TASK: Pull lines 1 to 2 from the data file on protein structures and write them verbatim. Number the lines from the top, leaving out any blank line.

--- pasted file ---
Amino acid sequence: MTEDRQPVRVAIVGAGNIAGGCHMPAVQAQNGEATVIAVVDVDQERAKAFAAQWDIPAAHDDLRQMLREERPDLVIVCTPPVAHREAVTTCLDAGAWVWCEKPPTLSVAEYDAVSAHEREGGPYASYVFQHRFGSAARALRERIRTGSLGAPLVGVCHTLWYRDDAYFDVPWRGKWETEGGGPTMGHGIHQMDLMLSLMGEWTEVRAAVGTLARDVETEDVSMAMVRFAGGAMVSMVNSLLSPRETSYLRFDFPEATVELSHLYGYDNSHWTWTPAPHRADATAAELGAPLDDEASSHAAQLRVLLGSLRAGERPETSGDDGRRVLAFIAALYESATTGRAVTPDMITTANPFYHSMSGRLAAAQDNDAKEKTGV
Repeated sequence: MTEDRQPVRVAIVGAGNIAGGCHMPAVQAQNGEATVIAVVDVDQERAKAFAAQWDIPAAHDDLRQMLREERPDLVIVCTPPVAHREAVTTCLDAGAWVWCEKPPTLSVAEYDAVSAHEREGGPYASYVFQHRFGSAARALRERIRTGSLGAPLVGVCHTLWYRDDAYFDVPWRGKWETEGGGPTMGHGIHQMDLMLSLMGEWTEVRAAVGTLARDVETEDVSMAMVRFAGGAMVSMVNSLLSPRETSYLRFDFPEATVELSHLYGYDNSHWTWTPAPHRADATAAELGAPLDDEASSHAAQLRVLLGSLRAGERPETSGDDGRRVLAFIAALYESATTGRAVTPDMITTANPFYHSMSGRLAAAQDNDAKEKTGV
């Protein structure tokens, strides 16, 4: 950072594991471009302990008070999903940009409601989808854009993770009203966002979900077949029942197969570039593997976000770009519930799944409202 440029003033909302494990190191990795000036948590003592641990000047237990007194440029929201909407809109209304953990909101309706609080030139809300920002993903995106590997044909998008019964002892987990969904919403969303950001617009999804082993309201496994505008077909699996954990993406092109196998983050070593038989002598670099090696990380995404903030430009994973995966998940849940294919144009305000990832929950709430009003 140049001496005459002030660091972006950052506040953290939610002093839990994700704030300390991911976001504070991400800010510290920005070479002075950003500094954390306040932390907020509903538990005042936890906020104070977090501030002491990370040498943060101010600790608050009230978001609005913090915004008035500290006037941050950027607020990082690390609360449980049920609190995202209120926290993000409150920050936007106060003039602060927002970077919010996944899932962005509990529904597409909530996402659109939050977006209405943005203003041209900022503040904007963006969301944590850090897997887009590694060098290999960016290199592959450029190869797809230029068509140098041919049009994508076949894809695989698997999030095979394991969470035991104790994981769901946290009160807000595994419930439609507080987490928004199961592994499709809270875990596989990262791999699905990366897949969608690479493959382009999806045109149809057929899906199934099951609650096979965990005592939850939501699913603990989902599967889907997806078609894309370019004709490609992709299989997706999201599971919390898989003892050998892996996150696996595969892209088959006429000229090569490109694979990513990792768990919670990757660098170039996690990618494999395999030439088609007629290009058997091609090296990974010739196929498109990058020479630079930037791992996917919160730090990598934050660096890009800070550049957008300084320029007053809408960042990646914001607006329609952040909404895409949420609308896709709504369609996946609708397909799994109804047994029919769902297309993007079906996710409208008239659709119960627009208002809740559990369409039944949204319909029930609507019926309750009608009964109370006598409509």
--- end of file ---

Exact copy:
Amino acid sequence: MTEDRQPVRVAIVGAGNIAGGCHMPAVQAQNGEATVIAVVDVDQERAKAFAAQWDIPAAHDDLRQMLREERPDLVIVCTPPVAHREAVTTCLDAGAWVWCEKPPTLSVAEYDAVSAHEREGGPYASYVFQHRFGSAARALRERIRTGSLGAPLVGVCHTLWYRDDAYFDVPWRGKWETEGGGPTMGHGIHQMDLMLSLMGEWTEVRAAVGTLARDVETEDVSMAMVRFAGGAMVSMVNSLLSPRETSYLRFDFPEATVELSHLYGYDNSHWTWTPAPHRADATAAELGAPLDDEASSHAAQLRVLLGSLRAGERPETSGDDGRRVLAFIAALYESATTGRAVTPDMITTANPFYHSMSGRLAAAQDNDAKEKTGV
Repeated sequence: MTEDRQPVRVAIVGAGNIAGGCHMPAVQAQNGEATVIAVVDVDQERAKAFAAQWDIPAAHDDLRQMLREERPDLVIVCTPPVAHREAVTTCLDAGAWVWCEKPPTLSVAEYDAVSAHEREGGPYASYVFQHRFGSAARALRERIRTGSLGAPLVGVCHTLWYRDDAYFDVPWRGKWETEGGGPTMGHGIHQMDLMLSLMGEWTEVRAAVGTLARDVETEDVSMAMVRFAGGAMVSMVNSLLSPRETSYLRFDFPEATVELSHLYGYDNSHWTWTPAPHRADATAAELGAPLDDEASSHAAQLRVLLGSLRAGERPETSGDDGRRVLAFIAALYESATTGRAVTPDMITTANPFYHSMSGRLAAAQDNDAKEKTGV